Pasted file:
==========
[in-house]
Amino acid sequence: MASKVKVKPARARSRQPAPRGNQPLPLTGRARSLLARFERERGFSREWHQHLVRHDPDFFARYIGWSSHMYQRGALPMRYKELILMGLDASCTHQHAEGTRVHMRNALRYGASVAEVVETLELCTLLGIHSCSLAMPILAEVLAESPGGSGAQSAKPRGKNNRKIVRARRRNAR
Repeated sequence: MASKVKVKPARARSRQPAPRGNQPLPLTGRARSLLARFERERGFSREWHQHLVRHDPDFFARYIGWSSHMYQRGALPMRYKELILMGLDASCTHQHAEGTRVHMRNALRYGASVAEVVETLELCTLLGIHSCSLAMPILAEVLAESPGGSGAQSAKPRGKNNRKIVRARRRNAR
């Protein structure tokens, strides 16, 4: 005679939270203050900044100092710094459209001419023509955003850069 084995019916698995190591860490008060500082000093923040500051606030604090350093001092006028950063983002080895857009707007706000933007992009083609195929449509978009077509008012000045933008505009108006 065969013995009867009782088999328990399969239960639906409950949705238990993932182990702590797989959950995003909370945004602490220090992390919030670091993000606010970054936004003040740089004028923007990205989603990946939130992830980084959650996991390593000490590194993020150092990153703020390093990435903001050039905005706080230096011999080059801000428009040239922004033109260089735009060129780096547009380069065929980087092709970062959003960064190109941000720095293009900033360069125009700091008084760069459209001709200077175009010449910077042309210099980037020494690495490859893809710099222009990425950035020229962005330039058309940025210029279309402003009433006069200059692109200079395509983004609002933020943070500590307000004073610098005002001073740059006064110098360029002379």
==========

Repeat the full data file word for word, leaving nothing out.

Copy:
[in-house]
Amino acid sequence: MASKVKVKPARARSRQPAPRGNQPLPLTGRARSLLARFERERGFSREWHQHLVRHDPDFFARYIGWSSHMYQRGALPMRYKELILMGLDASCTHQHAEGTRVHMRNALRYGASVAEVVETLELCTLLGIHSCSLAMPILAEVLAESPGGSGAQSAKPRGKNNRKIVRARRRNAR
Repeated sequence: MASKVKVKPARARSRQPAPRGNQPLPLTGRARSLLARFERERGFSREWHQHLVRHDPDFFARYIGWSSHMYQRGALPMRYKELILMGLDASCTHQHAEGTRVHMRNALRYGASVAEVVETLELCTLLGIHSCSLAMPILAEVLAESPGGSGAQSAKPRGKNNRKIVRARRRNAR
């Protein structure tokens, strides 16, 4: 005679939270203050900044100092710094459209001419023509955003850069 084995019916698995190591860490008060500082000093923040500051606030604090350093001092006028950063983002080895857009707007706000933007992009083609195929449509978009077509008012000045933008505009108006 065969013995009867009782088999328990399969239960639906409950949705238990993932182990702590797989959950995003909370945004602490220090992390919030670091993000606010970054936004003040740089004028923007990205989603990946939130992830980084959650996991390593000490590194993020150092990153703020390093990435903001050039905005706080230096011999080059801000428009040239922004033109260089735009060129780096547009380069065929980087092709970062959003960064190109941000720095293009900033360069125009700091008084760069459209001709200077175009010449910077042309210099980037020494690495490859893809710099222009990425950035020229962005330039058309940025210029279309402003009433006069200059692109200079395509983004609002933020943070500590307000004073610098005002001073740059006064110098360029002379």